Increasingly, the influence of social media and the popularity of iconic imagery determines how, when, and where one should travel. The more an image is shared, viewed, or liked the more credibility a destination has. Yet, standards based solely on a photograph don’t consider the essence of the place. It’s human nature to want to gather, explore, and exist in spaces that have symbolic meaning or presence, which suggests that it’s the experience of a place that matters most.

Aware of these trends, Norway has invested more than $250 million toward the re-development of 18 National Tourist Routes in order to contest the present-day loss of nature-filled charm. Commissioned by the Norwegian Public Roads Administration, the 15-year project focuses on re-evaluating the concept of tourism by redefining these previously far-reaching spaces. Along the 1,025-mile expedition are 250 rest stops, picnic areas, and observation decks that seek to highlight the cultural, historical, and natural beauty of the spaces that many otherwise find themselves passing through. Each space exhibits an artistic or architectural intervention from an ever-growing list of noteworthy designers who do not pursue creating design spectacles, but more importantly seek to draw visitors outward, under, across, and within his or her surroundings. These projects epitomize the power of design to highlight the natural environment. Each project tells a story about the place and focuses on subtly complementing the surroundings in which they exist in order to allow for naturally occurring singularities to take center stage. In this way, these spaces begin to pull visitors further from their sometimes narrow, driven mindset toward one that allows them to construct their own awareness and interpretations within the spaces they inhabit. It is from these interpretations and experiences that we create our own unique spirit of places—the connections, moments, and individual identifications within a space that keep us returning.

As my graduation approached last year I decided to take the advice of many to invest in traveling. Three months, multiple countries, and countless peanut butter-and-jelly sandwiches later, I found myself accessing many of the roadways along the Western regions of Norway. Regarded as one of the most beautiful roads in the world, the Trollstiegen Visitor Centre is one of 5 architectural projects along the 66-mile Geiranger-Trollstigen tourist route and was a high point of my trip. Trollstiegen, translated as the Trolls Path, was designed by Norway-based architects Reiulf Ramstad Architects with one goal: to highlight the uniqueness of the surrounding landscape. The team focused on delicate interjections as a means to more effectively present nature without trying to change it. These interjections manifested in the creation of form and also materiality, seeking to erase the barrier between man and nature. Perched overlooking a fjord, the 15-hectare site places visitors over the cliff’s edge and connects them more directly within with the mountains, river, and sky. To many, this project’s success lies in the harmonious display of dynamic and static elements that highlight the pure and captivating beauty of the site’s surroundings.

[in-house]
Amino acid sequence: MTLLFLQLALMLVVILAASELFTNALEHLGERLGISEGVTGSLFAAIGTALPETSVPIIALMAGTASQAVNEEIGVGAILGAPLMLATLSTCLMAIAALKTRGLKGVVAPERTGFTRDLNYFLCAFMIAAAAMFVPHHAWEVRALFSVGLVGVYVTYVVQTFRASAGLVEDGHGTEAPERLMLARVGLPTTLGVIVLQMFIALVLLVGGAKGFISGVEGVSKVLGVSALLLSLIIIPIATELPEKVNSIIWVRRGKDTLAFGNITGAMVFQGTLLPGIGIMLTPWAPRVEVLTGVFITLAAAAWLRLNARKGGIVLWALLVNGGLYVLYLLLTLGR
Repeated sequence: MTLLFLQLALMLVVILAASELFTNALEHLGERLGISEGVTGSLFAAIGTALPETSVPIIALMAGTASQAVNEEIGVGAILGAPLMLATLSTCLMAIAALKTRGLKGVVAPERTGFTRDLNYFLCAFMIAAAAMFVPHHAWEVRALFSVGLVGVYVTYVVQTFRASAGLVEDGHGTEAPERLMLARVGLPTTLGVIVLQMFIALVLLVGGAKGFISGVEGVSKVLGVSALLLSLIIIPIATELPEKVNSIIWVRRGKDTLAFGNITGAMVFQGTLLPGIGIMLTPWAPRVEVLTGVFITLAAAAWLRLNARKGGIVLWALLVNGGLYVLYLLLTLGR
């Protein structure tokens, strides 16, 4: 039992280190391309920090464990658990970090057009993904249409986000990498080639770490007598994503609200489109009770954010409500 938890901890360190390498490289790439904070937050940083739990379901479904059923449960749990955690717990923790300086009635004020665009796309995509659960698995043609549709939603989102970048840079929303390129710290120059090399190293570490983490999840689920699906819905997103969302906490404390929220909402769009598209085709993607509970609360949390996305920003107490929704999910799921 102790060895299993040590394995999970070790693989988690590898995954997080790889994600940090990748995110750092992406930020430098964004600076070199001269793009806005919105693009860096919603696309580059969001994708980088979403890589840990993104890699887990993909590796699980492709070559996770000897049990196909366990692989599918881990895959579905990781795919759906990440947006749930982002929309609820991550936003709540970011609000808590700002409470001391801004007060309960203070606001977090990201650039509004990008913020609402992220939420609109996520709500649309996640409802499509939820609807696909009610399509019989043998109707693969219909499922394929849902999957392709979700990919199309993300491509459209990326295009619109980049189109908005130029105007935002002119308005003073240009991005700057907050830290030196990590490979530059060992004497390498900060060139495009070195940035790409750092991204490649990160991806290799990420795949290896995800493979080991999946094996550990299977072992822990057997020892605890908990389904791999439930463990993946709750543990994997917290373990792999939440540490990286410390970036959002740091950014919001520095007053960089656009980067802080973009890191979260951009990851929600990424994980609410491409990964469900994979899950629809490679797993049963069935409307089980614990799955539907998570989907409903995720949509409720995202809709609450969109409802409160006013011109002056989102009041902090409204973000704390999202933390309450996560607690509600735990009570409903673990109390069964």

Although the project celebrated 60 percent completion this year, its impact is already speaking volumes. The National Tourist Routes governmental initiative has inspired smaller collections of foundations, national parks, and private concerns to invest in the progress of other equally inspirational nature-focused commissions across Norway and has also stimulated the development of tourist-related businesses within these regions to meet the growing interests from both local and foreign visitors. According to the World Tourism Organization Yearbook of Tourism Statistics, visitation has risen from 2.8 million travelers in 1995 to 4.8 million in 2015. Another recent study conducted by Innovations Norway states that the highest volume of visitor interest lies in “experiencing nature.” To that end, one thing remains clear: these places must be visited to be experienced, something I can confidently recommend.

Chris Anderson is a designer in the Laguna Beach studio.


Back to Top

Posted by in Arts and Culture, Ecology on

Be the first to comment

Share this post

Leave a Reply

  • (will not be published)